“I turned over a flake of rock right near one of the wing elements, and right there was our first evidence of feathering,” she told LiveScience. To find out what color those feathers might have been, the researchers examined the shape of the penguin’s melanosomes. These tiny structures resembling pockets contain pigment cells that help give bird feathers their color. The analysis showed that the ancient feathers were likely reddish-brown and gray.
“The plumage of these animals was in a very different palette of what we see in living penguins today,” Clarke said. While comparing the ancient penguin’s melanosomes to modern birds, the researchers noticed another oddity: Modern penguin melanosomes are different from those of other modern birds. They’re broader and clustered in patterns not seen in other species.
Stranger still, the ancient penguin’s melanosomes didn’t match modern penguins’ and instead looked like the melanosomes of other modern birds. The feathers themselves were shaped and stacked like those of modern penguins, suggesting that the ancient penguin had already evolved to swim. The broad melanosomes, however, must have evolved later, perhaps as a way to make feathers more resistant to the wear and tear of swimming underwater, the researchers wrote in the Sept. 20 online edition of the journal Science. Black-and-white coloring would have evolved later, as camouflage from predators like seals that weren’t yet around when the newly discovered penguin species roamed the seas.
“It’s a quite interesting find, because not only the feather preservation, but also because they found a nearly complete skeleton,” said Gerald Mayr, a paleornithologist at the Senckenberg Museum of National History in Germany, who was not involved in the study. However, Mayr said, the theory that physical forces acted on penguin feathers to change the evolution of melanosomes is contradicted by the fact that half of modern penguin feathers are white and contain no melanosomes, despite being subject to the same hydrodynamic forces as melanosome-rich black feathers.
“The main question certainly is, if not due to hydrodynamic forces, why do penguins have such strange melanosomes?” Mayr said. The new fossil is the first chance researchers have had to ask such questions about how penguin feathers evolved to ‘fly’ not in the air, but underwater, Clarke said. “It’s a pretty major transition to go from aerial flight to aquatic flight, to flying in a medium that’s around 800 times denser than air,” Clarke said, adding: “I think there will be more to the story of this penguin’s feathering.”
The Penguin Post has learned that the Edinburgh Zoo’s new penguin enclosure is set to reopen to the public following a $900,000 revamp. The outdoor pool, called Penguins Rock, offers improved viewing areas for people visiting one of the zoo’s most popular species. For the penguins themselves, the attraction has mock sandy beaches and rocky areas, a waterfall feature, a water shoot and a diving board made out of carved rock. The development also includes a “state-of-the-art” filtration system for the 1.2m litres of water it holds.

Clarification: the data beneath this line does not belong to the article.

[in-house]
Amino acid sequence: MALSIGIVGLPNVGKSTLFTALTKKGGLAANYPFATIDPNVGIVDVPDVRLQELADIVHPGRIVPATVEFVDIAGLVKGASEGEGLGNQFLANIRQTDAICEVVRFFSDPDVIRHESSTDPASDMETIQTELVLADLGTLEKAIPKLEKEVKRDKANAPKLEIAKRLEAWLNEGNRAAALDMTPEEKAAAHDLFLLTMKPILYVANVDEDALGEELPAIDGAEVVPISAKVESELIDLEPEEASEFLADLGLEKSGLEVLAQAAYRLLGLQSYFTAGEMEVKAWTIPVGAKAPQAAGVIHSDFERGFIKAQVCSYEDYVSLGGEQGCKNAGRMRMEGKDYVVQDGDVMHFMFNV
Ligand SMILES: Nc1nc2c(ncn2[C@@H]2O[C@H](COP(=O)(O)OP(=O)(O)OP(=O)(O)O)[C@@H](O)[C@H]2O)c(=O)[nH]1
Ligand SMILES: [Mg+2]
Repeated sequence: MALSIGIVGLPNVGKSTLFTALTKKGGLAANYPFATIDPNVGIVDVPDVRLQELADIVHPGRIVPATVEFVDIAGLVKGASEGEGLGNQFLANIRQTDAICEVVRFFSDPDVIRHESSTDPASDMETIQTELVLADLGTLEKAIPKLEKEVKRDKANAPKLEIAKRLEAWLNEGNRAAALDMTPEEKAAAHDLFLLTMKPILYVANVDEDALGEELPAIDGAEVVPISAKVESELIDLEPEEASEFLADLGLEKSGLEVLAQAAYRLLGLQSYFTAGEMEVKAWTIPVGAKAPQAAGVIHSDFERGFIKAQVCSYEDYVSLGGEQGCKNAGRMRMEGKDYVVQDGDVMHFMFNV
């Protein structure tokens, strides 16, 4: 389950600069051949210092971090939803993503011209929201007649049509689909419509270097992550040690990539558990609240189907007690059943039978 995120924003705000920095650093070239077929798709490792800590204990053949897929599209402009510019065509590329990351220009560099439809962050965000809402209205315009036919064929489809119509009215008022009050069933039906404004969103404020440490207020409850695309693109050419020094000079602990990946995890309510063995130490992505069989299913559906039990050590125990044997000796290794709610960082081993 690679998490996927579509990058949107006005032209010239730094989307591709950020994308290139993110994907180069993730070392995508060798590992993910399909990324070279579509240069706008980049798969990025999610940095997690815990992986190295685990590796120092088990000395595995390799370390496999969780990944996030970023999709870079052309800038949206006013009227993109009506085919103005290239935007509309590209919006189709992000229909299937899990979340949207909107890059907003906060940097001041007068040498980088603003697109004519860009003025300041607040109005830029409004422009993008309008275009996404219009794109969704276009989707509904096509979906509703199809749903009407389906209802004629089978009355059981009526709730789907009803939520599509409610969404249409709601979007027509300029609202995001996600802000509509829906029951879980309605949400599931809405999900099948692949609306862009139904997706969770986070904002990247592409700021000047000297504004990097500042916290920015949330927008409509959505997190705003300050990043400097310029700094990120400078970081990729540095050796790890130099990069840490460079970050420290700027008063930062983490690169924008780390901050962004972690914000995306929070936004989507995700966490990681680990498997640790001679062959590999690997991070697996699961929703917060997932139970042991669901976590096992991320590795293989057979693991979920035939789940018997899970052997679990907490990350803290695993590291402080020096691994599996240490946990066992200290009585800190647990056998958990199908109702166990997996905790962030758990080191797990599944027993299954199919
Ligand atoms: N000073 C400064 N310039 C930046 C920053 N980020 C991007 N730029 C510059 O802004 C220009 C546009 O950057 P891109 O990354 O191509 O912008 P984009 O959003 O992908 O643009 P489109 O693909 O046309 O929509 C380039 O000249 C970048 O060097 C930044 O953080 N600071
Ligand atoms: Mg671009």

Colin Oulton, team leader for birds at the zoo, said: “The new enclosure is a wonderful addition to our visitor attraction and perfect for our penguins. “The birds, both returning and new, have settled in very quickly to the Penguins Rock. “In fact, breeding season will shortly be here and many of our returning birds are already claiming their favorite nesting spots.” Bosses said the existing pool had served the zoo’s large colony of penguins well for more than 20 years but it was starting to need some work behind the scenes, so it made sense to combine it with a visual overhaul.
Darren McGarry, head of living collections, said the animals have been getting used to their refurbished enclosure in recent weeks. “Our penguins have been reintroduced back into their home over the last few weeks, with the 28 gentoos and 27 rockhoppers that remained at Edinburgh Zoo going in first,” he said. “It was a pleasure to see the birds start to interact with the new features of their enclosure – trying out the water slide and sticking their beaks into their new waterfall. The waterfall has actually proved to be a real hit with the gentoo’s. “Next, a week later, came gentoo birds that had been staying in Belfast and Denmark, and there was lots of calling out as birds definitely recognized old friends. “As well as old faces returning, we also welcome a mix of new one and two-year-old gentoos to Edinburgh Zoo as it is important to keep genetic diversity within populations.
“We are really looking forward to see the reactions of our visitors as they see our new enclosure and see our famous black and white birds enjoy all its new features, the mock sandy beach, the clear aqua blue water and creative bird themed interpretation, to name just a few of exciting changes. “However, it is the opportunity to feel so close to the birds due to the new lowered sightlines, and glass barriers and wood perimeters, that we particularly hope people will be thrilled with.” The new enclosure opens to the public on Thursday.